What a treasure in pandemic times!
I did my usual thing. I simmered the eggs for about three hours with a bunch of onion skins in water, salt and pepper, a chopped up clove of garlic (a new touch this time), and a little olive oil on top.
The project was on a smaller scale this year--and it was simplified. Just a half dozen eggs, and without the added decorative touches provided by those little leaves attached to the eggs with nylon. Call in pandemic burnout, but I just didn't have the time or energy.
That clove of garlic wasn't the only change. At my husband's suggestion, after simmering the eggs for about three hours and letting them cool off, I let them sit in the water overnight in the the fridge.The result was the deepest color yet.
The other change? I found a new use for hard-cooked eggs that are getting a little bit old. But that will have to wait for my next post!
Sunday, March 28, 2021
Where has the time gone?
My last post was a Christmas greeting back in December: The familiar gnome with a plate of potica and medenjaki. I had made those tasty spice cookies a little differently this year and had planned to follow up with the recipe. And now it is almost April. Funny how the same thing happened last year, right after our first pandemic Christmas, when I seemed to run out of blogging steam for three months.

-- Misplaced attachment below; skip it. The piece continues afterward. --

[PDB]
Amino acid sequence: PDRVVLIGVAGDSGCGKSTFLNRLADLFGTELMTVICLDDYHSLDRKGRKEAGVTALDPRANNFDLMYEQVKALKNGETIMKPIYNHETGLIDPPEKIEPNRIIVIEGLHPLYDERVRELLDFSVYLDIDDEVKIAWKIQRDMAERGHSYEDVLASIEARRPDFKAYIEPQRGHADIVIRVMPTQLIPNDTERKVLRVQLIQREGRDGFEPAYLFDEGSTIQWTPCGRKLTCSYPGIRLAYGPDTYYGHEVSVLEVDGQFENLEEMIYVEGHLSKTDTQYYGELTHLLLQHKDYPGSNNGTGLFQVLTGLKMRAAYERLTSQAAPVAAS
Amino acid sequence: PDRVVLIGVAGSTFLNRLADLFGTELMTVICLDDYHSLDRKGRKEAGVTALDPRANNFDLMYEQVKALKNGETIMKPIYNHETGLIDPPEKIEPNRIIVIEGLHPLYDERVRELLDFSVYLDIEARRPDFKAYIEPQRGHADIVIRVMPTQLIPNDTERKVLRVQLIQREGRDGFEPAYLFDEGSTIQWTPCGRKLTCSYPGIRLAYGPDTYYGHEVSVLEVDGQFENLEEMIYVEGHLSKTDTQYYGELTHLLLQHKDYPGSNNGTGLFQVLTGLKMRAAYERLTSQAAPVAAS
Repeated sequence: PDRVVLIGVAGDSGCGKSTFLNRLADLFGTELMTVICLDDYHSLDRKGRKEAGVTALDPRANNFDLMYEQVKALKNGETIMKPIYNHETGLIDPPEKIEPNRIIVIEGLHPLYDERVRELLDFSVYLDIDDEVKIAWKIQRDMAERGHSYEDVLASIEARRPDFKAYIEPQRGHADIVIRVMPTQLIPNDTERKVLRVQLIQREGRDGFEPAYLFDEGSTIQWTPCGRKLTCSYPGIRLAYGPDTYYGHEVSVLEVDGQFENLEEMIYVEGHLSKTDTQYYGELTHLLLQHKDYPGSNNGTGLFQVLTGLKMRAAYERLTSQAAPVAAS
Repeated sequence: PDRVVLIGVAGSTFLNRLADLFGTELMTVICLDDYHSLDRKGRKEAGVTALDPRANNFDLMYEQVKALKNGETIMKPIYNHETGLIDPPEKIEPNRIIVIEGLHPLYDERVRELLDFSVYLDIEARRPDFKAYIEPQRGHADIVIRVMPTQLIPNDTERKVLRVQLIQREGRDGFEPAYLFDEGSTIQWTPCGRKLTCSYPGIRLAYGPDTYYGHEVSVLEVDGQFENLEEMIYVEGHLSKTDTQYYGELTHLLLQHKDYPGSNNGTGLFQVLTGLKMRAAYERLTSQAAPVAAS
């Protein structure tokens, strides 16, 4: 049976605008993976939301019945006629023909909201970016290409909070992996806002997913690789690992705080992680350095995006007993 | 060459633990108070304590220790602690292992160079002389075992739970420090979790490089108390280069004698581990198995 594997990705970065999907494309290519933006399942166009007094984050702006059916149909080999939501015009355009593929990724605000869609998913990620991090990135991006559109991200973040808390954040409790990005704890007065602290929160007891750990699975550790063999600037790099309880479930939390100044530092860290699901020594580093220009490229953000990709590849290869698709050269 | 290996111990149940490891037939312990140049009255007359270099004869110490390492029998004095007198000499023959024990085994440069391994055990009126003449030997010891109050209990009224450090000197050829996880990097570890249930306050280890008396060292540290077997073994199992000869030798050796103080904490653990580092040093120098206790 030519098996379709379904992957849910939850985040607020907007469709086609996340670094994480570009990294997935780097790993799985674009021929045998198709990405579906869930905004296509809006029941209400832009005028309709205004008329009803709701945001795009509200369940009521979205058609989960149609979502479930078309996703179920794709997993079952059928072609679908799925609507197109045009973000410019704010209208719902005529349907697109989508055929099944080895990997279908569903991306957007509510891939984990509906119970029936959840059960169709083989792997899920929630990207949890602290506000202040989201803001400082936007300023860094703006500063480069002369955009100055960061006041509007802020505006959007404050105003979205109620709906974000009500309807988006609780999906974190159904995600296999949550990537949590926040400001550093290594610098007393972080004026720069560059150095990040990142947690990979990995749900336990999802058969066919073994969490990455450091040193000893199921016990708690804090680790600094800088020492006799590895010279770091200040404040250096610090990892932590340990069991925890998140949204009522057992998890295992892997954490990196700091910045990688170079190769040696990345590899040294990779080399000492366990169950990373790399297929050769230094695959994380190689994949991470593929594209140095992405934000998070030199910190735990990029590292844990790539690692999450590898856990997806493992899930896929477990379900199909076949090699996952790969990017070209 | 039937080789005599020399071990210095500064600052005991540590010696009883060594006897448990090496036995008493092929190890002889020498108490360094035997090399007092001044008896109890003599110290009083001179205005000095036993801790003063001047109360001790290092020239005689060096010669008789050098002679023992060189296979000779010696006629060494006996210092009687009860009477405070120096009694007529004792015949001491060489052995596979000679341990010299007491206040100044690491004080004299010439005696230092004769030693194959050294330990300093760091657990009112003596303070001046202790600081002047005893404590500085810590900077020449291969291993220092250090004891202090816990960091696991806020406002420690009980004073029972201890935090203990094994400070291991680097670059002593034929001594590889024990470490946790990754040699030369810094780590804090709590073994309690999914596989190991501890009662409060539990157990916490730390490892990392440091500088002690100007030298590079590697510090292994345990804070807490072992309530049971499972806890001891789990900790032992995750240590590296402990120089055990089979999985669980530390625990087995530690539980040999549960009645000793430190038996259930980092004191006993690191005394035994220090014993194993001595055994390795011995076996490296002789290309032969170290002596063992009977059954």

No excuses, except to say that living and cooking through a pandemic is a new experience for all of us.
Now I have some catching up to do!
So here is a tasty dinner I made in early January. Two dependable favorites with a few new twists that worked out well.
Jota, Slovenia's traditional bean-and-sauerkraut stew, has become one of our favorite comfort foods, especially after I arrived at my new and improved version. We had almost everything on hand--including some garlic sausage (made with chicken, our preference) and homemade sauerkraut, courtesy of my husband. We were missing just one ingredient: Potatoes. Unless you count sweet potatoes. Which I did.
My husband had his doubts, but those sweet potatoes turned out to be more than just a good substitute. They added a touch of sweetness and color that provided a whole new dimension to the dish.